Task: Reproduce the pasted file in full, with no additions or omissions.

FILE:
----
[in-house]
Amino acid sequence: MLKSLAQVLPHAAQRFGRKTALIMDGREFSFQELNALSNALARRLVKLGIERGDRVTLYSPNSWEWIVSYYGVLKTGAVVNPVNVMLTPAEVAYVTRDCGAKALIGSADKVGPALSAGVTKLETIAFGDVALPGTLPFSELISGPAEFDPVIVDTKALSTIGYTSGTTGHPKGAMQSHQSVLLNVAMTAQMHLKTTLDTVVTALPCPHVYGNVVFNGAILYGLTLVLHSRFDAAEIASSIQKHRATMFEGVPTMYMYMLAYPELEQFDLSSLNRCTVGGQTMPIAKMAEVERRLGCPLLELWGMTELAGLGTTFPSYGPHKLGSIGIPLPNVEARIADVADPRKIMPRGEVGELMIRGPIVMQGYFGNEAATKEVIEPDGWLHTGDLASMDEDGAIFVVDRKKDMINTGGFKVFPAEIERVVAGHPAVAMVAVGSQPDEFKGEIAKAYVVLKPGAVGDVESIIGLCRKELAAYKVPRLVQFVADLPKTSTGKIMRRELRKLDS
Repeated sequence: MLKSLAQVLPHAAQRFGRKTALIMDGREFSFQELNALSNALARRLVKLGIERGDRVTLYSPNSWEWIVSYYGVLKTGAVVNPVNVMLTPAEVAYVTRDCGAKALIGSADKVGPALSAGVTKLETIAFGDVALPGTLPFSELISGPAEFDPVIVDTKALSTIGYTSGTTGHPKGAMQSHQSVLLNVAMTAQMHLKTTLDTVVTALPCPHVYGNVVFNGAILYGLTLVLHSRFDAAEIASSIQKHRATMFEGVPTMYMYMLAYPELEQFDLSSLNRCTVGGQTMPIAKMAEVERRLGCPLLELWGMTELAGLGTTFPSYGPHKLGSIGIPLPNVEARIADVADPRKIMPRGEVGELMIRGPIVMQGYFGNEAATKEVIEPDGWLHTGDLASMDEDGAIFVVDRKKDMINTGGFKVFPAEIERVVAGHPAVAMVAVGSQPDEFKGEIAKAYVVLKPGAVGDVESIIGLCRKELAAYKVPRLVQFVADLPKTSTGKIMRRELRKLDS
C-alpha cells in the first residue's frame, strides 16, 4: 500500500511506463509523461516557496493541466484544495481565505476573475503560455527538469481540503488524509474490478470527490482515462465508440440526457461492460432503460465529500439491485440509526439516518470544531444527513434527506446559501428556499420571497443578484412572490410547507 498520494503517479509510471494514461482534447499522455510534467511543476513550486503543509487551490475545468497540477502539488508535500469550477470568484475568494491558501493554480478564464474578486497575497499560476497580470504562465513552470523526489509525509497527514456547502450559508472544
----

[in-house]
Amino acid sequence: MLKSLAQVLPHAAQRFGRKTALIMDGREFSFQELNALSNALARRLVKLGIERGDRVTLYSPNSWEWIVSYYGVLKTGAVVNPVNVMLTPAEVAYVTRDCGAKALIGSADKVGPALSAGVTKLETIAFGDVALPGTLPFSELISGPAEFDPVIVDTKALSTIGYTSGTTGHPKGAMQSHQSVLLNVAMTAQMHLKTTLDTVVTALPCPHVYGNVVFNGAILYGLTLVLHSRFDAAEIASSIQKHRATMFEGVPTMYMYMLAYPELEQFDLSSLNRCTVGGQTMPIAKMAEVERRLGCPLLELWGMTELAGLGTTFPSYGPHKLGSIGIPLPNVEARIADVADPRKIMPRGEVGELMIRGPIVMQGYFGNEAATKEVIEPDGWLHTGDLASMDEDGAIFVVDRKKDMINTGGFKVFPAEIERVVAGHPAVAMVAVGSQPDEFKGEIAKAYVVLKPGAVGDVESIIGLCRKELAAYKVPRLVQFVADLPKTSTGKIMRRELRKLDS
Repeated sequence: MLKSLAQVLPHAAQRFGRKTALIMDGREFSFQELNALSNALARRLVKLGIERGDRVTLYSPNSWEWIVSYYGVLKTGAVVNPVNVMLTPAEVAYVTRDCGAKALIGSADKVGPALSAGVTKLETIAFGDVALPGTLPFSELISGPAEFDPVIVDTKALSTIGYTSGTTGHPKGAMQSHQSVLLNVAMTAQMHLKTTLDTVVTALPCPHVYGNVVFNGAILYGLTLVLHSRFDAAEIASSIQKHRATMFEGVPTMYMYMLAYPELEQFDLSSLNRCTVGGQTMPIAKMAEVERRLGCPLLELWGMTELAGLGTTFPSYGPHKLGSIGIPLPNVEARIADVADPRKIMPRGEVGELMIRGPIVMQGYFGNEAATKEVIEPDGWLHTGDLASMDEDGAIFVVDRKKDMINTGGFKVFPAEIERVVAGHPAVAMVAVGSQPDEFKGEIAKAYVVLKPGAVGDVESIIGLCRKELAAYKVPRLVQFVADLPKTSTGKIMRRELRKLDS
C-alpha cells in the first residue's frame, strides 16, 4: 500500500511506463509523461516557496493541466484544495481565505476573475503560455527538469481540503488524509474490478470527490482515462465508440440526457461492460432503460465529500439491485440509526439516518470544531444527513434527506446559501428556499420571497443578484412572490410547507 498520494503517479509510471494514461482534447499522455510534467511543476513550486503543509487551490475545468497540477502539488508535500469550477470568484475568494491558501493554480478564464474578486497575497499560476497580470504562465513552470523526489509525509497527514456547502450559508472544